Customer: But it's worth at least $1000, minimum. I want $900, at least.

Joe Billy Nutlicker: Ok, but I still have to make money on it. I'll give you $25 for it, because you seem like a nice guy.

Customer: I'll take it. There's a Boren jersey selling like hotnuts down the street!


November 19th, 2012 at 11:47 AM ^

The Big Ten is not a mediocre academic conference. We're not far and away the best like some think, but when expanding, we are going after large flagship universities, and it helps if the schools don't have much competition within their own state. Nebraska is a great football program, but Maryland and Rutgers, as academic institutions, are large and have no peers within their state. There is upside with these schools if they do benefit financially from this deal and are able to grow academically and athletically. 


Naked Bootlegger

November 19th, 2012 at 11:50 AM ^

I currently work as a researcher at the Univ. of Wisconsin.   It brings in gobs of research $$$ and has a great reputation as a public university.   There are a lot of fantastic research institutions in the B1G.    ACC + B1G + PAC, to me, are the best academic + athletics conferences.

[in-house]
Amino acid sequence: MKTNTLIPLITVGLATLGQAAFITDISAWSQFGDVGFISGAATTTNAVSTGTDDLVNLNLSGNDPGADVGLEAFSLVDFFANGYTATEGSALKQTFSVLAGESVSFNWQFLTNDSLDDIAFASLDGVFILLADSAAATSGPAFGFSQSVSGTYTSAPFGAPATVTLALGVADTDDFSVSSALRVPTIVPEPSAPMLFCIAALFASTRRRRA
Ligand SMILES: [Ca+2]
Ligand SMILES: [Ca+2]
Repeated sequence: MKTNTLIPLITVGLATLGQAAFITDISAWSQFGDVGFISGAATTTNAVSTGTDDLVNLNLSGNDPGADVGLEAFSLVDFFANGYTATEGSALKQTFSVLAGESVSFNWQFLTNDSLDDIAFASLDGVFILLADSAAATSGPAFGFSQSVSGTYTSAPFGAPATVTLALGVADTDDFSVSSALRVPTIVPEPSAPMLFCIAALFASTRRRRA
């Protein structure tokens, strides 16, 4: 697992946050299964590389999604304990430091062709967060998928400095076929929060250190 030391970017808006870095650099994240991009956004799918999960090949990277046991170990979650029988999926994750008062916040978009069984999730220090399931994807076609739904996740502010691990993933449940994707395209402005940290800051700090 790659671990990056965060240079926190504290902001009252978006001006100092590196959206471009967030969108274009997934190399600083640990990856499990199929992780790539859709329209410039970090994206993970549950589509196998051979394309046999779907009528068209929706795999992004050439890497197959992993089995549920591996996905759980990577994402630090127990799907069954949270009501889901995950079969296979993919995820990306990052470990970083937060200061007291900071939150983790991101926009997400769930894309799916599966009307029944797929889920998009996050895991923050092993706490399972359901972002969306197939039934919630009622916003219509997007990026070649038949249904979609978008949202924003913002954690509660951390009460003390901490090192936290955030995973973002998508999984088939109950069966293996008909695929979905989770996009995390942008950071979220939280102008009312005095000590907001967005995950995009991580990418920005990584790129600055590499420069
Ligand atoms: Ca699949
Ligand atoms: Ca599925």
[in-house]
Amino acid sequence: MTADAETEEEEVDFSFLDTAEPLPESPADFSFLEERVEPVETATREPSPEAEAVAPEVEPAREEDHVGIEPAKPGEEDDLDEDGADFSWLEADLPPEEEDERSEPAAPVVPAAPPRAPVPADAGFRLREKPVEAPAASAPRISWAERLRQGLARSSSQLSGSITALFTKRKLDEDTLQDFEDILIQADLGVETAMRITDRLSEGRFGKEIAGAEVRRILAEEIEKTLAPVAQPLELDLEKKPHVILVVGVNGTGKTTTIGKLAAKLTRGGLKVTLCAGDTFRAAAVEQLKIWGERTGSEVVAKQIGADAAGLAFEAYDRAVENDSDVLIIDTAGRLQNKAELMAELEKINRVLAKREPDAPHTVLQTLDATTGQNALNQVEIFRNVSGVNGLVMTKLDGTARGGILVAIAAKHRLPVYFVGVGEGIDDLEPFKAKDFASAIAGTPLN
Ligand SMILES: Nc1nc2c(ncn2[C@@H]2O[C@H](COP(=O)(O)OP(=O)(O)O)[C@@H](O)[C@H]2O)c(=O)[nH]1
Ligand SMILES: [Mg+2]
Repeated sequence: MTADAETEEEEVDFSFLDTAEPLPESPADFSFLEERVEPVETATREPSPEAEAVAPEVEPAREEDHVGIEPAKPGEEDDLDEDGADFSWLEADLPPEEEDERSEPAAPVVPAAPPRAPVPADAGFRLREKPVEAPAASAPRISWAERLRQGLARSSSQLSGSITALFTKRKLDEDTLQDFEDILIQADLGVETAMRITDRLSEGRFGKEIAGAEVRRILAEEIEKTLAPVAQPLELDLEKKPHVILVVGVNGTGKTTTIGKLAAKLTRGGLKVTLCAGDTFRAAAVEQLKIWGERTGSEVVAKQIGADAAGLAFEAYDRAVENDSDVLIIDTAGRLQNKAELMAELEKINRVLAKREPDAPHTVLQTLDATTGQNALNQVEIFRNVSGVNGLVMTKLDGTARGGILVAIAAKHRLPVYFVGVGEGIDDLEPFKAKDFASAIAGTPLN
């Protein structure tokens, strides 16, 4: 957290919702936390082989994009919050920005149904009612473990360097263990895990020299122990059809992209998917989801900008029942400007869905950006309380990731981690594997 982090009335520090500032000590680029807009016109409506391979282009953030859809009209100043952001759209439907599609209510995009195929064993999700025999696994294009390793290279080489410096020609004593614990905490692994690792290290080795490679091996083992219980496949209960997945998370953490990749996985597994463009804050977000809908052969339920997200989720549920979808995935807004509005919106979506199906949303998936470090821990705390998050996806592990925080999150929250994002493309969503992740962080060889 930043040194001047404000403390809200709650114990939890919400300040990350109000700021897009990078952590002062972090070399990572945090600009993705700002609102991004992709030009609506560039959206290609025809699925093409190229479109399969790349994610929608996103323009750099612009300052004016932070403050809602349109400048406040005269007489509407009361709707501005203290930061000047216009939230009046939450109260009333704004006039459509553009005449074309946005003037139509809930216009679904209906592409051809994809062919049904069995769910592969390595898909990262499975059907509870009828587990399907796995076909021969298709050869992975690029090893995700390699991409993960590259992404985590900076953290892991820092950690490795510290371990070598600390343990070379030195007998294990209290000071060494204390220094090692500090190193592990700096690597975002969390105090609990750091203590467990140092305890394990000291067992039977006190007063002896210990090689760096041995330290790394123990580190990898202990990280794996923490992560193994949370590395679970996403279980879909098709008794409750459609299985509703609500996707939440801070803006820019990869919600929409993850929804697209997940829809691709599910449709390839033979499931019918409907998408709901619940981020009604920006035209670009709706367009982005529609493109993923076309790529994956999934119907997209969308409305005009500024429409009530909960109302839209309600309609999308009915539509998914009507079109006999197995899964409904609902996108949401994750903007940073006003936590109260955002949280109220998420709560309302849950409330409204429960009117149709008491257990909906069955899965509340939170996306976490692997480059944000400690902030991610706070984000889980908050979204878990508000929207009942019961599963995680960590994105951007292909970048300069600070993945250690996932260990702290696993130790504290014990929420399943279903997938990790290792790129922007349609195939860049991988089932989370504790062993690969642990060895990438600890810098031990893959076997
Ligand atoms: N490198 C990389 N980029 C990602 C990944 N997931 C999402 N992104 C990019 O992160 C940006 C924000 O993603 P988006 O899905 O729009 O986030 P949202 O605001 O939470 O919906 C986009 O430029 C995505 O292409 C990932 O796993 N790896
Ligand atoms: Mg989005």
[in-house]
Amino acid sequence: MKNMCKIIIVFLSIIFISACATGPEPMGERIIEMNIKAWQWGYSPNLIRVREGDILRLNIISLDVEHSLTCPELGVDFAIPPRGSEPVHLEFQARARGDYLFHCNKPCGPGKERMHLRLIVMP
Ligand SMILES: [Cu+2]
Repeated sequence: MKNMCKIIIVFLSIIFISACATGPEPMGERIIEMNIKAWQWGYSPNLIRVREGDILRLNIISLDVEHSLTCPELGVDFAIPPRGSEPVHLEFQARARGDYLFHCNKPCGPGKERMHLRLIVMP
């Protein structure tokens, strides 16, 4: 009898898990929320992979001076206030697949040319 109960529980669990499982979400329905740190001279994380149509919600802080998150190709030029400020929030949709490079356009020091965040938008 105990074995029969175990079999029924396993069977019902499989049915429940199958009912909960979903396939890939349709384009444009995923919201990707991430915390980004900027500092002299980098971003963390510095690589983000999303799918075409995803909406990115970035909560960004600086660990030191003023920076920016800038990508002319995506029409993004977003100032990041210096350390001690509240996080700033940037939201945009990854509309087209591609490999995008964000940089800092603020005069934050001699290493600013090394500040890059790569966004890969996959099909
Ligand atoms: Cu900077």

November 19th, 2012 at 11:58 AM ^

the academic argument is just false

Purdue, Illinois, and Michigan all are elite engineering schools, with NW and Maryland! not far behind

Michigan and NW are elite medical schools, with Wisconsin, Minnesota, Ohio State, Indiana, and Iowa all top 50

Michigan and NW are elite law schools, with Minn top 25 with Indiana, Iowa, Illinois, Ohio State, and Wisconsin top 50

NW and Michigan are elite business schools, with Indiana near that status, and the usual big ten members (above) also top 50ish

This is all not even including CIC member university of Chicago, which is elite in all these categories but engineering. 

Space Coyote

November 19th, 2012 at 12:20 PM ^